The last step on the
engine install is to attach a ground bonding strap. I ordered a braided
strap and dug through my spare hardware to come up with the mounting
I welded a nut to the
backside of a big washer and then primed it.
Using my torch, I cut
a hole in the side of the frame large enough for the nut to fit.
I then welded the
washer into to the frame all around and ground it down smooth. I
secured the strap with a bolt and a lock washer. The other end will
fir to one of the bolts on the bell housing.
The plans are very
vague regarding the installation of the radiator. My first step was to
install the chrome tube clamps from the hose kit so their size can be
considered when locating the radiator on the frame. Others have made
the mistake of mounting the radiator too low so that once these clamps are
added, they hit the steering rack.
Next, I mounted my
cooling fan. The reason was so I could use the same mounting hardware
as is used to reinforce the bottom flange of the radiator. The
instructions for the fan say that a fan this size should be mounted a
minimum of 1/4" off the surface of the radiator to allow for flexing.
Most other builders do not do this and since I'm not racing, I chose not to
do this. You make your own decision. Lakeway Cobra (Randy) built
a nice frame that bolts up to the mounting hardware to keep his fan off the
radiator. I might do that later if the need arises.
On the bottom, I used
two aluminum angles and some spacers to mount reinforce the mounting flanges
of the radiator. The radiator flange itself is too pliable to use
directly. If you mount to it directly, the flexing will eventually
crack the flange. This happens to be a common problem in airplanes as
On the top flange, I
just stuck some short bolts in to hold the fan in place. This is a
temporary situation. This area will be covered by a shroud of some
sort when I get more to the finishing stages so I'm not going to worry about
the final attach design just yet. I'll leave that to later.
In order to construct a stone guard for the radiator before it is installed,
I went ahead and bracketed the front flanges with aluminum angle just like
the bottom flange pictures and I used spacers and long bolts too.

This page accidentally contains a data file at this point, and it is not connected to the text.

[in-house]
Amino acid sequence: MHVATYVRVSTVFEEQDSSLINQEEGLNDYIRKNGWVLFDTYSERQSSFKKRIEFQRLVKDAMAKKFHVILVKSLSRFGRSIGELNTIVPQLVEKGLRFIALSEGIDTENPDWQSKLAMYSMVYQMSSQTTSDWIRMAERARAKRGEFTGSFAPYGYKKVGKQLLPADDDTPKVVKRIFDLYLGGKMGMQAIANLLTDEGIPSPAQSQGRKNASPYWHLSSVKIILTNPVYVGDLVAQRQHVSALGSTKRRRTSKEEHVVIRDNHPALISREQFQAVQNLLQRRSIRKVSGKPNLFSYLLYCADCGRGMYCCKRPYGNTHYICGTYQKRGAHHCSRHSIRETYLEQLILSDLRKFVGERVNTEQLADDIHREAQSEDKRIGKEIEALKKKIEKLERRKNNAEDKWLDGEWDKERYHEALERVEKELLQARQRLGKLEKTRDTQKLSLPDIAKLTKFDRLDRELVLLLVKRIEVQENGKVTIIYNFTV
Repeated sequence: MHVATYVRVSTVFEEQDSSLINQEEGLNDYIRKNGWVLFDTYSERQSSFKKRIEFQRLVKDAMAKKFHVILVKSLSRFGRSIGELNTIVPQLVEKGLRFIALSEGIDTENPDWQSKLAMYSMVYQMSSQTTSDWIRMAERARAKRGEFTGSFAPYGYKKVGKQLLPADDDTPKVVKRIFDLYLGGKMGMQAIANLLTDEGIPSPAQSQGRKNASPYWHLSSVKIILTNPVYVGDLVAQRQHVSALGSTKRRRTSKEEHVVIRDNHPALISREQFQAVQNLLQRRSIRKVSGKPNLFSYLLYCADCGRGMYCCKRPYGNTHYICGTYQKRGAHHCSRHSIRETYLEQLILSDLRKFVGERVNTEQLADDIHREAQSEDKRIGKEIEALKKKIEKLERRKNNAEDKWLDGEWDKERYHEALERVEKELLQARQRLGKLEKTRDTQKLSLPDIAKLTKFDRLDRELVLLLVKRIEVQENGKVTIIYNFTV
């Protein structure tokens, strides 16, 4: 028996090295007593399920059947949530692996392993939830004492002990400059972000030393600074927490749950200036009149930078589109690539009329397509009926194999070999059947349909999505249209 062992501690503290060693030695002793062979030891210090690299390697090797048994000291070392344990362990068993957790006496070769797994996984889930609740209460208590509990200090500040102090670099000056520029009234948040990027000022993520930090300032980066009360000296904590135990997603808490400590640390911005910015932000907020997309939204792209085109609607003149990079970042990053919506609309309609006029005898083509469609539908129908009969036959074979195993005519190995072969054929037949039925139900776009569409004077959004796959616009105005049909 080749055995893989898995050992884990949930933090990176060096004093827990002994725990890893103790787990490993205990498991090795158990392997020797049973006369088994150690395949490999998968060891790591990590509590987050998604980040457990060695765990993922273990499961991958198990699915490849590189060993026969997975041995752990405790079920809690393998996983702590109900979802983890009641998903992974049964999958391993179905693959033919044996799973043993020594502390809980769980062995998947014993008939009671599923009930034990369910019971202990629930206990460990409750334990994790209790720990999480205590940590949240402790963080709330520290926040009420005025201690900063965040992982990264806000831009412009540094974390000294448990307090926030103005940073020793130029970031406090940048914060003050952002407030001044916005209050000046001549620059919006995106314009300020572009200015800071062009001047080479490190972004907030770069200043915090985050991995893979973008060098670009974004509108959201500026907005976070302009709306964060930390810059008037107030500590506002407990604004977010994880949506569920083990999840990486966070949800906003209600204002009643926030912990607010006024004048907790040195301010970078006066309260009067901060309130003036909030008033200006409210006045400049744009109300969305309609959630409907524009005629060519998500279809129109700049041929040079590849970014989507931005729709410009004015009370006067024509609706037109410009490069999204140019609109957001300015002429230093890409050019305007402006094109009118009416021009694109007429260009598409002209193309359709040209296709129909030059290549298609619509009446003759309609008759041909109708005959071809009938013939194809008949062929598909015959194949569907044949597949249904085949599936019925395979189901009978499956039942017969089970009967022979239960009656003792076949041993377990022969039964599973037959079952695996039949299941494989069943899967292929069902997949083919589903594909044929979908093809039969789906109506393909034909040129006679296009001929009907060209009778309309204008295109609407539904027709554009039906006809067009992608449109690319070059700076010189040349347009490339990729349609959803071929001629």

Next step is to begin
locating the radiator on the frame. There are a kazillion options here
so to simplify, I used some common measurements provided to me by other
builders and started eliminating options. First, I decided to locate
the mounting hole for the lower brackets about 1 1/2 inches aft of the
inside edge of the cross member. I also wanted the mounts to sit a tad
lower than their original length. To accomplish both, I drilled holes
in the cross member the side to the mounting tubes, stuck the tubes in the
hole, and welded the assemblies to the frame. I didn't see a need for
them to be removable.
Well, a lot has changed since the first pictures were posted. I cut
the brackets off the frame because I was having difficulty getting the
radiator positioned correctly. So I bolted them up to the radiator
frame and I'll weld them into the car frame after the final mounting
position is determined.
In preparation for
mounting, I glued the hard rubber strips to the radiator hold down brackets
using rubber cement.
After letting the
cement set up for 15 minutes, I clamped it all together.
After messing with the
radiator position for two full months, I've decided to mount it as low as I
can go and then just lift the body high enough to clear the radiator cap.
I used a couple of clamps and strips to hold the position of the radiator.
It is just clearing the steering rack on the bottom, not touching the frame
in the corners, and is as close to the engine as I can get it.
Once in this position,
I welded the lower mounts to the frame and screwed the hold down brackets to
the frame rail.
This is a little later
in the build process. With the body mounted, I decided to mount the
overflow tank. This is not the tank that comes with the kit but rather
a chrome Weapon R tank. In it's original configuration, it is just an
overflow tank. There's no provision for the coolant to get back to the
radiator once it cools. Using some instructions from the Lone Star
builders forum, I ordered up the parts that will convert this set-up to a
true overflow/return tank.
Once the modifications
were made, I fabricated a bracket to mount it to the inside of the fender.
Since the fender tilts away from the engine at an angle, the bracket is a
little tricky. I will have this custom painted/plated prior to final
This is the best place
I could mount mine. It's a little tight but okay. It doesn't hit
anything and is functional.
That finishes up the
first section of construction, assembly of the frame. Next up will be
to get the body prepared for mounting.